To live well we must learn to wait well, for life demands waiting. We wait at traffic lights for seconds, in grocery lines for minutes. We await test results for days, the arrival of a baby for nine months. For the most important things we may wait a lifetime.
Sometimes we try to minimize waiting, to speed up the process, or at least control it, filling the waiting moments. But we cannot eliminate waiting. So, then, we might as well learn to wait well. For in the waiting, if we listen, we discover. . .
. . . . .
I wait. I watch as light dims and the crowd grows still larger, pressing forward, their only hope His touch. It is unusual, such crowds at night. The night is full of dangers. People stay home in safety. But tonight is different. We heard His words this morning, saw the man with a demon challenge His authority. Saw the man freed. We heard too of Simon’s mother-in-law, so ill the last few days we thought she would die, this afternoon serving guests.
Word like this, hope like this, spreads quickly. And so, fearful He will soon leave, the crowd gathers in the dusk, pleading for him to touch their loved one.
I wait. The crowd grows smaller now as one person after another, touched and healed by Jesus, moves away, rejoicing with those who had brought them. I am close enough now to see Him clearly.
I watch as a teenage mother holds out her firstborn for His touch. I see Him reach out and take the little bundle, loosening the strips of cloth so He can see the tiny chest. He observes with such compassion, touches with such gentleness. Despite weariness, He does not rush. It is as though the rest of the crowd is not there, His whole attention focused on that tiny life and her mother. I see the woman’s eyes on His face, watching for a sign of hope. His solemnity reflects the mother’s own concern, His eyes soft with compassion. I watch as He passes the baby back to her mother, his words and eyes touching as tenderly as his hands. The mother’s anxious face yields to hope and tears fill her eyes. She hugs her baby closer, receiving permission to love without fear of death’s imminent tearing.
And now I find myself at the front of the remaining stragglers. Jesus turns to me, smiling gentle encouragement as he watches me rise unsteadily. I cross the few feet of ground between us, standing alone before Jesus, my eyes on the ground.
I want to look up, to see his face, but I can’t. Nor can I leave. I feel frozen, drawn to this man by my own longing and by some power far greater. Drawn to him. But still uncertain. Not uncertain that He can give me everything I want and need. I have seen His kindness, sensed that I can trust Him. Not uncertain of Him at all. Uncertain of myself. Inadequate. Unworthy to stand before him. Unsure even how to approach, how to ask for what I want. And so I wait. I stand long in that place, eyes on the ground. Watching his feet. Wondering.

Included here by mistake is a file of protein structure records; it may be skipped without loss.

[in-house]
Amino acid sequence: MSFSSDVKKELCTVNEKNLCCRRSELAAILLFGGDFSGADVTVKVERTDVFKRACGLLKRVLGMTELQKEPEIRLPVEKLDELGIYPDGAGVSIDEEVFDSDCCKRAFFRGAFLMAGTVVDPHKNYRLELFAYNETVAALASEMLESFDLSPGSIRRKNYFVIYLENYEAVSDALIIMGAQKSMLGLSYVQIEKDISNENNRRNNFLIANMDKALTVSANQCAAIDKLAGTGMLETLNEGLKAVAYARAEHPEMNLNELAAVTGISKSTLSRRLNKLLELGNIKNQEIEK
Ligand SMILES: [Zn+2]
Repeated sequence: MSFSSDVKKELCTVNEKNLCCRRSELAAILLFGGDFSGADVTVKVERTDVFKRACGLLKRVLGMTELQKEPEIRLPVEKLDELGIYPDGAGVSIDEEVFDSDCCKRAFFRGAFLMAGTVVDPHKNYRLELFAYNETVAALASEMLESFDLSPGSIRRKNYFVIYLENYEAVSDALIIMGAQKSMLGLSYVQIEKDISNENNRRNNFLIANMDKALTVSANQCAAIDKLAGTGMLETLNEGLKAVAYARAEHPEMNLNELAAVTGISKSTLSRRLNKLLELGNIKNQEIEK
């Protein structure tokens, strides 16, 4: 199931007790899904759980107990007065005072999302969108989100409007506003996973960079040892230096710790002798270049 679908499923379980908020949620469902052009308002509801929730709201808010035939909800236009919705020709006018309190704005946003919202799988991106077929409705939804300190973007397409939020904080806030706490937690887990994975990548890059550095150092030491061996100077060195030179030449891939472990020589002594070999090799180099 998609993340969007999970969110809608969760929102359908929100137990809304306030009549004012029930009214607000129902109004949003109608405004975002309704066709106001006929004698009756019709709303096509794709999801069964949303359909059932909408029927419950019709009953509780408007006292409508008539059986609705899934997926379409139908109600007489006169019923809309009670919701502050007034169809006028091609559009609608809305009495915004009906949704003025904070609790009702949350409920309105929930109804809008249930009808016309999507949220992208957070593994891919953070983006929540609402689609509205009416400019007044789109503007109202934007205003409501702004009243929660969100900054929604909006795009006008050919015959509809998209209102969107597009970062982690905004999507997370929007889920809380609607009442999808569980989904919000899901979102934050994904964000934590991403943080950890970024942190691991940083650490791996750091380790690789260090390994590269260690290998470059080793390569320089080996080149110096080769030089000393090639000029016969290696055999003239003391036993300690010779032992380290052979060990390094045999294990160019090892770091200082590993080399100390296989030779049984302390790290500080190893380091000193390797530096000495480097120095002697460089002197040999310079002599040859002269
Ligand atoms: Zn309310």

He waits too. He does not speak. He does not touch me. Neither does He leave. He waits.
And in the waiting I learn it. There is a Love that waits long for me. A Love that longs enough to wait for me.
He waits until something within me breaks and I receive grace to look up. My eyes are met by His, His filled with tears that speak what words cannot. They speak of love that feels my struggle, longs to take me in His arms and heal me, teaching me who I am. Love that respects me too much to touch me without my consent.
And I learn this too. The waiting, His and ours, communicates honor. Waiting in hope can be the greatest sign of our longing for another; the other waiting for us, the surest sign that we are deeply desired, truly loved. For in the waiting we demonstrate that the other is worth waiting for. Thus for the most important things we may wait a lifetime, the very waiting a crucial part of the growing of life and love. I heard it somewhere this week. “We are no more diminished by our waiting than is a pregnant mother.”
A book-mark-sized resource which I am finding helpful in meeting Jesus personally in the gospels may be found here
December 7 addendum:
Today I discovered where I heard those last words of my post. Here’s more of the beautiful picture:
“All around us we observe a pregnant creation. The difficult times of pain throughout the world are simply birth pangs. But it’s not only around us; it’s within us. The Spirit of God is arousing us within. We’re also feeling the birth pangs. These sterile and barren bodies of ours are yearning for full deliverance. That is why waiting does not diminish us, any more than waiting diminishes a pregnant mother. We are enlarged in the waiting. We, of course, don’t see what is enlarging us. But the longer we wait, the larger we become, and the more joyful our expectancy.
Meanwhile, the moment we get tired in the waiting, God’s Spirit is right alongside helping us along. If we don’t know how or what to pray, it doesn’t matter. He does our praying in and for us, making prayer out of our wordless sighs, our aching groans. He knows us far better than we know ourselves, knows our pregnant condition, and keeps us present before God. That’s why we can be so sure that every detail in our lives of love for God is worked into something good.” (Romans 8:22-28, The Message)
This Post Has One Comment
Pingback: How to enjoy the waiting « Hearing The Heartbeat
Comments are closed.